MOSS POINT, Miss. (WLOX) - The unmanned aircraft shot down by Iranian forces in the Middle East has ties to South Mississippi.
Northrop Grumman in Jackson County manufactures the fuselage for the RQ-4A Global Hawk aircrafts like the one shot down.
About 130 employees in Moss Point help build the fuselages for the drones. After the fuselages are constructed in Moss Point, they’re sent to California for final assembly.
U.S. Rep. Steven Palazzo released the following statement to WLOX concerning the construction of the drones:
“The Moss Point facility does play a role in the production of Global Hawk and several other military programs. I can’t confirm that this specific drone was built in Moss Point, but I can say that many of the unmanned Global Hawk systems used by the Navy are in part built in Mississippi. The men and women at Northrup Grumman play an essential role in bolstering our military’s readiness and capability, and I am very proud of the work that they do every day.”
The Global Hawks as they’re called are designed for strategic intelligence gathering. They can fly as high as 65,000 feet.
According to Northrup Grumman’s website:
The RQ-4 Global Hawk unmanned aircraft system (UAS) is the premier provider of persistent intelligence, surveillance and reconnaissance information. Able to fly at high altitudes for greater than 30 hours, Global Hawk is designed to gather near-real-time, high-resolution imagery of large areas of land in all types of weather – day or night. Beyond intelligence collection a portion of the Global Hawk fleet is engaged in supporting air and ground users with communications relay support. The EQ-4B Global Hawk carries the Battlefield Airborne Communications Node (BACN) payload providing life-saving support to warfighters.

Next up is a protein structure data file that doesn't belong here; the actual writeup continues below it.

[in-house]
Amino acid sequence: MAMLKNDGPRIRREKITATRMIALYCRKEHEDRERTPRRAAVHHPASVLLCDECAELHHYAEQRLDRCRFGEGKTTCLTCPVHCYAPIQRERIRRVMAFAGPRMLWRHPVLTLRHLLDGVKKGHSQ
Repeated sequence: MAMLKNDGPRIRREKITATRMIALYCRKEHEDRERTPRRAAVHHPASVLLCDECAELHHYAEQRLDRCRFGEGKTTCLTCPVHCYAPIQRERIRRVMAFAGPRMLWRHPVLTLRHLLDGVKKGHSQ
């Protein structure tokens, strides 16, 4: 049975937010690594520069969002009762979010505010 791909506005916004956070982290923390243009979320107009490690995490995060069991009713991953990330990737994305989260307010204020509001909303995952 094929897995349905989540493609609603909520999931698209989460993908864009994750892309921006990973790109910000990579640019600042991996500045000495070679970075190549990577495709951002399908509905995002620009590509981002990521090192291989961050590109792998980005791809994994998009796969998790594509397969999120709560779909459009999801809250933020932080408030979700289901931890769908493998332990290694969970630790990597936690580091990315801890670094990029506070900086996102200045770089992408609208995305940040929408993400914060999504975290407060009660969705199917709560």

Global Hawk has amassed more than 250,000 flight hours with missions flown in support of military operations in Iraq, Afghanistan, North Africa, and the greater Asia-Pacific region. The system provides an affordable and flexible platform for multiple sensor payloads to be used together, delivering mission-critical information to various users around the world.
In active operation with the U.S. Air Force since 2001, Global Hawk sees potential threats to allow commanders to gain greater understanding of an area of interest. These same intelligence-gathering capabilities also allow civil authorities greater ability to respond to natural disasters, conduct search-and-rescue operations and gather weather and atmospheric data to help forecasters predict the paths of storms.